Tennis players are among the most athletic competitors in sports. Training and competing in tennis contributes to a complete body workout, improving muscle strength, heart health, and physical conditioning. The sport also develops mental conditioning and hand-eye coordination. While some tennis players show up on the news for the wrong reasons, generally speaking, professional tennis players are among the healthiest and most athletic people on the planet. Taking up the sport, or trying to improve your aptitude, is going to have benefits not only on the court but off it as well. As an all-round sport, you’ll be hard-pressed to find a more effective sport to improve your general fitness.
Getting The Right Equipment
Whether you’re training solo or with a group, consider pooling for a tennis ball machine for use when not everyone is available to train. One of the biggest contributing factors for motivation loss is not having a partner to train with. Demotivating factors like this can be particularly acute with sports like tennis, for which it’s virtually impossible to practice alone. Equipment like tennis ball machines, however, removes this problem, allowing you to improve your performance and work on specific shots when there’s no one to practice with. Regular training (drills drills drills) is the most effective and concrete way of ensuring sustained improvements in any sport, and tennis is no different. Spreading the cost of a machine could see continued interest, not only for you but for your tennis partners too, improving everyone’s game.
Don’t Neglect Cardio
The average professional tennis match can last up to five hours: being precise and powerful with a racket is only half the battle. Think about ways to improve your cardiovascular fitness, not only as a supplement to your drills but as an essential part of your training. Running, cycling and swimming are all good ways to get started when trying to improve your staying power. Sprint training will also be useful when trying to close the gap between you and a difficult return ball. The ability to return serve after serve into the later games will not only improve the outcomes of your matches, but will also pay off for your general fitness.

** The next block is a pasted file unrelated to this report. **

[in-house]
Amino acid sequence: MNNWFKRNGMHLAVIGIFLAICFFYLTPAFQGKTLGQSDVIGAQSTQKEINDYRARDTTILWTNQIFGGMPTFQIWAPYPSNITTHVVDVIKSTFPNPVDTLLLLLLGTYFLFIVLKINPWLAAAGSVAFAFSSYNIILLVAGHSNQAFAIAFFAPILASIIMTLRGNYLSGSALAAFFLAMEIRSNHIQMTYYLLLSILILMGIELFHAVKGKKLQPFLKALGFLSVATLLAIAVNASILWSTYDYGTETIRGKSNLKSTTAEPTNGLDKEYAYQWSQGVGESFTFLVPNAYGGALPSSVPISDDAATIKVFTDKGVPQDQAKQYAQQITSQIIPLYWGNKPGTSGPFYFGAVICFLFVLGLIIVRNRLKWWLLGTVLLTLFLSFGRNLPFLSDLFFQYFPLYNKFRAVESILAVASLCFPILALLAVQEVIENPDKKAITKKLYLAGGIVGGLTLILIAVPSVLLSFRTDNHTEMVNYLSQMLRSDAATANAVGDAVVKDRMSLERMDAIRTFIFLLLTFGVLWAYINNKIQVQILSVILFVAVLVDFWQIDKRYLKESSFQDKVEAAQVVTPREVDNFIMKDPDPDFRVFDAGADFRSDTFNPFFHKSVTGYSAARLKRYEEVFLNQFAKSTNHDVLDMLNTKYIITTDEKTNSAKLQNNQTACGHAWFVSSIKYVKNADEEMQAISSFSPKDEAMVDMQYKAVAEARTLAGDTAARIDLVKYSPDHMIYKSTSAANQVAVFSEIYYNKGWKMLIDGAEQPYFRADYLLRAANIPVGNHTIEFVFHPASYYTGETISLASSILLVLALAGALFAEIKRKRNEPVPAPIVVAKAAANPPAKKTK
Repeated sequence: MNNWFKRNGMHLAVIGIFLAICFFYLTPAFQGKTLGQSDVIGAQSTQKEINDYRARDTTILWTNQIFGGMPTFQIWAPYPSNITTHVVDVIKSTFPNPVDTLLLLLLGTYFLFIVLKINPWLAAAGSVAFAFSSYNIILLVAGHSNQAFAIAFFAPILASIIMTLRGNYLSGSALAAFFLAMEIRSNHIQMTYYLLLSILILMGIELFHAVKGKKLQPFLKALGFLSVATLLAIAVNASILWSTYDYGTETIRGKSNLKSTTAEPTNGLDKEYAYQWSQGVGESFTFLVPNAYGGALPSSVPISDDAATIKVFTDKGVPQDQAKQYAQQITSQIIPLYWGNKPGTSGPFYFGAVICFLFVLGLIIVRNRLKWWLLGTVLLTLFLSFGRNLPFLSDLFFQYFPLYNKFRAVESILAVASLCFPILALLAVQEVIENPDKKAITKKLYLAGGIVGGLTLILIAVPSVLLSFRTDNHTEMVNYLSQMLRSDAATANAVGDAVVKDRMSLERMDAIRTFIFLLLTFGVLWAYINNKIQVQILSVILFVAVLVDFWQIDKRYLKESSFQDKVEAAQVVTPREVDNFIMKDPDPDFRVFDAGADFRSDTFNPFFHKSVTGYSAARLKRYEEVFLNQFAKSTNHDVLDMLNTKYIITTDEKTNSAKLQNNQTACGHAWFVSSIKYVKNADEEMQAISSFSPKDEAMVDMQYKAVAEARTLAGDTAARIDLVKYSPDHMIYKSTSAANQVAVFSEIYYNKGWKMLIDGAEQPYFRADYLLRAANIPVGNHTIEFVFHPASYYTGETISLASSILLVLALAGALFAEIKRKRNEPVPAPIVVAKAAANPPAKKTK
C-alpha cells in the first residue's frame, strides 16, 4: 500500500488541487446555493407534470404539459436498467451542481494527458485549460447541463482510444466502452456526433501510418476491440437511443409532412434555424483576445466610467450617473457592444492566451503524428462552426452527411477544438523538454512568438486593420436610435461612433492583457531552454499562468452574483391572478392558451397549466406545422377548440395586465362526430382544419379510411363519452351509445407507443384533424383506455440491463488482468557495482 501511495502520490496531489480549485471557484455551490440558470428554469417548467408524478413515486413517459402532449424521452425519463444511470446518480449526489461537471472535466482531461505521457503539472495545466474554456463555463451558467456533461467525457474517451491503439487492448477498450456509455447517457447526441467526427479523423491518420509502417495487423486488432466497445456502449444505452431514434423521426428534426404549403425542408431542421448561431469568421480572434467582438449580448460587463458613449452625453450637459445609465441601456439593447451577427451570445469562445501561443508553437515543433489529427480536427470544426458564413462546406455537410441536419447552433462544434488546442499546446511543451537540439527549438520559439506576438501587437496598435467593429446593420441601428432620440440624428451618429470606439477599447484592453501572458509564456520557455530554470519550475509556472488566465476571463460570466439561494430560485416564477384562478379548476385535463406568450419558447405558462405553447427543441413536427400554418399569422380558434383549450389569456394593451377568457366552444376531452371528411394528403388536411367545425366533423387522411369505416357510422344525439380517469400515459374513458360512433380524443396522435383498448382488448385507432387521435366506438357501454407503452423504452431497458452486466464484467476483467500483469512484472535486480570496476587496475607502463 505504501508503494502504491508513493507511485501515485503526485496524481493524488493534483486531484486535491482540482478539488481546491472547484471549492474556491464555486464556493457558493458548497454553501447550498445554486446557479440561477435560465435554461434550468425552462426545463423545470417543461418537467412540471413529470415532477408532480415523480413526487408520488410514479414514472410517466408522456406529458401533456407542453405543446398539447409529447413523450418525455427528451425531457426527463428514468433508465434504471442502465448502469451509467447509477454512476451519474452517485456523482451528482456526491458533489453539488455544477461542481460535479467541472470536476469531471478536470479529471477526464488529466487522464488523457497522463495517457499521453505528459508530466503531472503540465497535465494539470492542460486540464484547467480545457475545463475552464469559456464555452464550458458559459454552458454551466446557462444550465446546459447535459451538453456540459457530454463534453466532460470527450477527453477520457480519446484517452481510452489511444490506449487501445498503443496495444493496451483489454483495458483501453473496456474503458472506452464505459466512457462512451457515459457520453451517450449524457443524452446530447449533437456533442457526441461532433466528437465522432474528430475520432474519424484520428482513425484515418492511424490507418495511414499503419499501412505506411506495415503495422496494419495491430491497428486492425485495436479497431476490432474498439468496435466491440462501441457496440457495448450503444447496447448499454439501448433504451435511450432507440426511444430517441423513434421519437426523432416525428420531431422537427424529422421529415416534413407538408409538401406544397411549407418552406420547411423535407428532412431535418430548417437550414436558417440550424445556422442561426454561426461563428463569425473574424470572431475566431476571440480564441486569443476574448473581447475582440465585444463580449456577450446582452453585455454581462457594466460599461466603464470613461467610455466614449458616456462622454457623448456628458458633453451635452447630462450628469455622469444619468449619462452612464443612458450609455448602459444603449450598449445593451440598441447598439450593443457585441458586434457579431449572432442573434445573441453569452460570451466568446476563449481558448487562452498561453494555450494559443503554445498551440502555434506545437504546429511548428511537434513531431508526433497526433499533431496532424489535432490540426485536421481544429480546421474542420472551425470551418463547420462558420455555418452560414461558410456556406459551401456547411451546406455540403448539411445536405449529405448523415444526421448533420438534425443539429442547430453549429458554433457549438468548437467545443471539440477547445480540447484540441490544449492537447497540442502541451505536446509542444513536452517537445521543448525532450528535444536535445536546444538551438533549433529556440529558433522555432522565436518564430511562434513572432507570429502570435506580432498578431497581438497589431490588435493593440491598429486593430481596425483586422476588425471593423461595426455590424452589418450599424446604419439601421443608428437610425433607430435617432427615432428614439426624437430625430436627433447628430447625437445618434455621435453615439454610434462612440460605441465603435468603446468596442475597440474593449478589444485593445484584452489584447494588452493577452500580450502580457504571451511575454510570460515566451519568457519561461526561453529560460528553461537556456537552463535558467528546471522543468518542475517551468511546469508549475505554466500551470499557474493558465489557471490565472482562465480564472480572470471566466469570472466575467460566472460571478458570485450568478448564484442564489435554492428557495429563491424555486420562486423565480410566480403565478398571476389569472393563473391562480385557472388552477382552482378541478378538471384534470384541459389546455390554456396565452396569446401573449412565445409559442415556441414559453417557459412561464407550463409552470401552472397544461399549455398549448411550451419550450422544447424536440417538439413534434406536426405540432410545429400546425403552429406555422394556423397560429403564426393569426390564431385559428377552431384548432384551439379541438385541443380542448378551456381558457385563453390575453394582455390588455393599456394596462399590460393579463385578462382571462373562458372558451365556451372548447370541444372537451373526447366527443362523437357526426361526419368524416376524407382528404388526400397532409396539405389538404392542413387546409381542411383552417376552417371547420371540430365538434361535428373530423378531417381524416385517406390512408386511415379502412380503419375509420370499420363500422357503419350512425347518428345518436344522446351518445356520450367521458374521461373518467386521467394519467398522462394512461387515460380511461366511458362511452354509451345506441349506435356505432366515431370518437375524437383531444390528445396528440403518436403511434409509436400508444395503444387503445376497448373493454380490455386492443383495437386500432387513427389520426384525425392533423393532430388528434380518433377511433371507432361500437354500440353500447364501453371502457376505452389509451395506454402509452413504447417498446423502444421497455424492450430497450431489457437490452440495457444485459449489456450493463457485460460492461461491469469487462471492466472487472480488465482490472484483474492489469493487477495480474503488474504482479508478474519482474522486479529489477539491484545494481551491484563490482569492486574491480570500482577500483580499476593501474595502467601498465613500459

Reduce The Risk Of Injury
A final thing to think about is the risk of potential injury in tennis: forewarned is forearmed, as the saying goes. Trying to mitigate the injury before it even happens is the smart decision for old and young players alike. Stretching before and after games will help decrease the likelihood of serious injuries and the niggling tennis elbow or RSI. Incorporating exercises into your routine will help prevent injuries before they happen, and ultimately, increase how long you’ll be able to play at your best.
With these ideas in mind, you’re sure to notice marked improvements in your tennis performance as well as your overall fitness and well-being. While you’re unlikely to reach the athletic ability of top-level players, practicing the sport will put you leagues above where you currently are.